Waco wrote:
I appreciate the effort you put into this!

It was really bugging me, since (prior to figuring this stuff out) I was worried that my RAID array was going south. So my goal was to confirm that either 1) there's a hardware/system problem, or B) that it's a false alarm. Along the way, I learned some surprising things about how ext4 and md RAID interact.
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Re: A Linux RAID-1 mystery (and some answers)

Wed Aug 09, 2017 2:58 pm

just brew it! wrote:
But in the general case, when there's a discrepancy on a 2-device RAID-1 the RAID subsystem really has no way of determining which block is correct.


This is precisely why I started putting everything on ZFS (checksum all the things!). If the drive falls off the face of the earth, sure md can fix it. But if the drives can't agree, you/md basically have to flip a coin to decide who to trust.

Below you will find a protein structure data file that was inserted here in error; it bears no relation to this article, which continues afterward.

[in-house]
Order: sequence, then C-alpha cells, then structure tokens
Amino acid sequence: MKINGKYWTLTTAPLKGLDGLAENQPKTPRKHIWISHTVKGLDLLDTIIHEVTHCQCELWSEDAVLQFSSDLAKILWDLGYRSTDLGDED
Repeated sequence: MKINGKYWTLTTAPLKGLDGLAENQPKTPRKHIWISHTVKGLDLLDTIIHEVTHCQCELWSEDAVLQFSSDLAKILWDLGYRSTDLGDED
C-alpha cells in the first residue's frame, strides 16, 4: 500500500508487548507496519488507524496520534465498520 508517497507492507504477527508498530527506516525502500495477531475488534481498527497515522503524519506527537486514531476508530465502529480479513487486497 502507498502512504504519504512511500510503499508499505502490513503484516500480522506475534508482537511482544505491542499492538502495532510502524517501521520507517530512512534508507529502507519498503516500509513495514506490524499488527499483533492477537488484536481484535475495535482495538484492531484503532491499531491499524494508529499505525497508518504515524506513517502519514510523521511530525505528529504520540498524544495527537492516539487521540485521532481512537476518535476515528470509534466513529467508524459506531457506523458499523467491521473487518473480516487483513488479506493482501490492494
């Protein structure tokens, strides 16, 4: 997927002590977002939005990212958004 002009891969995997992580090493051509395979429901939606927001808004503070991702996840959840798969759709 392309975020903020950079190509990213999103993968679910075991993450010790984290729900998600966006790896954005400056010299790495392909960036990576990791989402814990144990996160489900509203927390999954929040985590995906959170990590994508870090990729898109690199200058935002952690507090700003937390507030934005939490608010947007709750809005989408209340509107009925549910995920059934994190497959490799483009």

I need to do a bit of research on Windows software RAID, because I tend to use that on important machines of the Microsoft variety, and it is probably even more susceptible to such disagreements as it seems to do a full resync every time the box boots with an array marked dirty. :roll:
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Re: A Linux RAID-1 mystery (and some answers)

Wed Aug 09, 2017 4:21 pm

SuperSpy wrote:
just brew it! wrote:
But in the general case, when there's a discrepancy on a 2-device RAID-1 the RAID subsystem really has no way of determining which block is correct.


This is precisely why I started putting everything on ZFS (checksum all the things!). If the drive falls off the face of the earth, sure md can fix it. But if the drives can't agree, you/md basically have to flip a coin to decide who to trust.

I need to do a bit of research on Windows software RAID, because I tend to use that on important machines of the Microsoft variety, and it is probably even more susceptible to such disagreements as it seems to do a full resync every time the box boots with an array marked dirty. :roll: